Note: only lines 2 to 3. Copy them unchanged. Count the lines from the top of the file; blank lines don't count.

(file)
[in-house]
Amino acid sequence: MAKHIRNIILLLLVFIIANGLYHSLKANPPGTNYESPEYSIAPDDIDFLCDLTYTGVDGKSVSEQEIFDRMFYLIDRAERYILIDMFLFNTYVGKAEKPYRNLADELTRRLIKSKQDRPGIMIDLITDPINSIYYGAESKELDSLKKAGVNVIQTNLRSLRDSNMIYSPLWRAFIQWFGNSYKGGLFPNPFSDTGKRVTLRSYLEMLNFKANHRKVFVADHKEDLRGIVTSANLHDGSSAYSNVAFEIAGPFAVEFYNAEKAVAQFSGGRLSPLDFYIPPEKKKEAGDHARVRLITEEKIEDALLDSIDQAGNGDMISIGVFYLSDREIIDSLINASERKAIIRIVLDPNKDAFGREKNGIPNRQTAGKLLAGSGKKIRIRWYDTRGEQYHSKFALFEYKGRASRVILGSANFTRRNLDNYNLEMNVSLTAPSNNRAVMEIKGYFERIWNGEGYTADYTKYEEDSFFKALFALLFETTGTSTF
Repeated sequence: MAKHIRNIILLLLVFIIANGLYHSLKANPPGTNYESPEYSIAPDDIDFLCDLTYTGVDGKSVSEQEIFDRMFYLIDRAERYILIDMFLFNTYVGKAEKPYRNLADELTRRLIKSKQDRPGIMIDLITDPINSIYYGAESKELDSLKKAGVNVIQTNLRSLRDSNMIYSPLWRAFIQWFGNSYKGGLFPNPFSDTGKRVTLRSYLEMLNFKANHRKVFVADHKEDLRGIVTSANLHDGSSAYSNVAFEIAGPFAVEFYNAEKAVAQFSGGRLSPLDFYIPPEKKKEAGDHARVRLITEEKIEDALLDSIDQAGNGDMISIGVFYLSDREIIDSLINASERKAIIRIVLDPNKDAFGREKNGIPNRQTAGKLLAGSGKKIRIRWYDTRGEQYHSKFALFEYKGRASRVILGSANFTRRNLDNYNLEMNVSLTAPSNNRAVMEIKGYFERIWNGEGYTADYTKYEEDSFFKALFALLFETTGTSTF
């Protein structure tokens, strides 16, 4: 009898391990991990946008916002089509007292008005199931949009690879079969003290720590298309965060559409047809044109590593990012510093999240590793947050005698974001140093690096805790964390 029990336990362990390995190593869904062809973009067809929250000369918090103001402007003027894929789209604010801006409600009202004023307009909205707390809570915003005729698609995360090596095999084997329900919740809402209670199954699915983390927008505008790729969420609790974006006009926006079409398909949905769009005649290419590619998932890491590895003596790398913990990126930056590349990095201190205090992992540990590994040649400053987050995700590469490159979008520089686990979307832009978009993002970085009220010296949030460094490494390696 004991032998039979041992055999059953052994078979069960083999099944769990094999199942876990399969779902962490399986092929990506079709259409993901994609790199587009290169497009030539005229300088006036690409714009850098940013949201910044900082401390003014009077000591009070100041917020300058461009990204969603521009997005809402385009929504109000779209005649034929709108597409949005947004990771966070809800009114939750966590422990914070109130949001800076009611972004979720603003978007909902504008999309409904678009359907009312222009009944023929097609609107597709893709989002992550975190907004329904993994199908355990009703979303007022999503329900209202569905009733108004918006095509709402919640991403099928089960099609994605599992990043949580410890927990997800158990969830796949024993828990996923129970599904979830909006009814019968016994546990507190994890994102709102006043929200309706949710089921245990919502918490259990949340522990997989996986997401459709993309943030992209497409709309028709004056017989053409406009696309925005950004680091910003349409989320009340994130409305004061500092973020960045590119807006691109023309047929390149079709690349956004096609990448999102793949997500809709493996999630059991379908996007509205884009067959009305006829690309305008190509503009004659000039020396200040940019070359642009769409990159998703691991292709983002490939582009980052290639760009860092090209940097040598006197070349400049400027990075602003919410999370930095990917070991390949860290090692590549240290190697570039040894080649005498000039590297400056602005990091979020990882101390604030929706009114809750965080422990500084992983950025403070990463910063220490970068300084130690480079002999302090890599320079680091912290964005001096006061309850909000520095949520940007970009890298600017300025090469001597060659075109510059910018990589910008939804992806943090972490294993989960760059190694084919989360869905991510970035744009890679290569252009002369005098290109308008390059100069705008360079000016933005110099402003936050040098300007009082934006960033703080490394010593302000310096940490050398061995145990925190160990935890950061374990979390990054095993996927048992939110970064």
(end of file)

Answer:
Amino acid sequence: MAKHIRNIILLLLVFIIANGLYHSLKANPPGTNYESPEYSIAPDDIDFLCDLTYTGVDGKSVSEQEIFDRMFYLIDRAERYILIDMFLFNTYVGKAEKPYRNLADELTRRLIKSKQDRPGIMIDLITDPINSIYYGAESKELDSLKKAGVNVIQTNLRSLRDSNMIYSPLWRAFIQWFGNSYKGGLFPNPFSDTGKRVTLRSYLEMLNFKANHRKVFVADHKEDLRGIVTSANLHDGSSAYSNVAFEIAGPFAVEFYNAEKAVAQFSGGRLSPLDFYIPPEKKKEAGDHARVRLITEEKIEDALLDSIDQAGNGDMISIGVFYLSDREIIDSLINASERKAIIRIVLDPNKDAFGREKNGIPNRQTAGKLLAGSGKKIRIRWYDTRGEQYHSKFALFEYKGRASRVILGSANFTRRNLDNYNLEMNVSLTAPSNNRAVMEIKGYFERIWNGEGYTADYTKYEEDSFFKALFALLFETTGTSTF
Repeated sequence: MAKHIRNIILLLLVFIIANGLYHSLKANPPGTNYESPEYSIAPDDIDFLCDLTYTGVDGKSVSEQEIFDRMFYLIDRAERYILIDMFLFNTYVGKAEKPYRNLADELTRRLIKSKQDRPGIMIDLITDPINSIYYGAESKELDSLKKAGVNVIQTNLRSLRDSNMIYSPLWRAFIQWFGNSYKGGLFPNPFSDTGKRVTLRSYLEMLNFKANHRKVFVADHKEDLRGIVTSANLHDGSSAYSNVAFEIAGPFAVEFYNAEKAVAQFSGGRLSPLDFYIPPEKKKEAGDHARVRLITEEKIEDALLDSIDQAGNGDMISIGVFYLSDREIIDSLINASERKAIIRIVLDPNKDAFGREKNGIPNRQTAGKLLAGSGKKIRIRWYDTRGEQYHSKFALFEYKGRASRVILGSANFTRRNLDNYNLEMNVSLTAPSNNRAVMEIKGYFERIWNGEGYTADYTKYEEDSFFKALFALLFETTGTSTF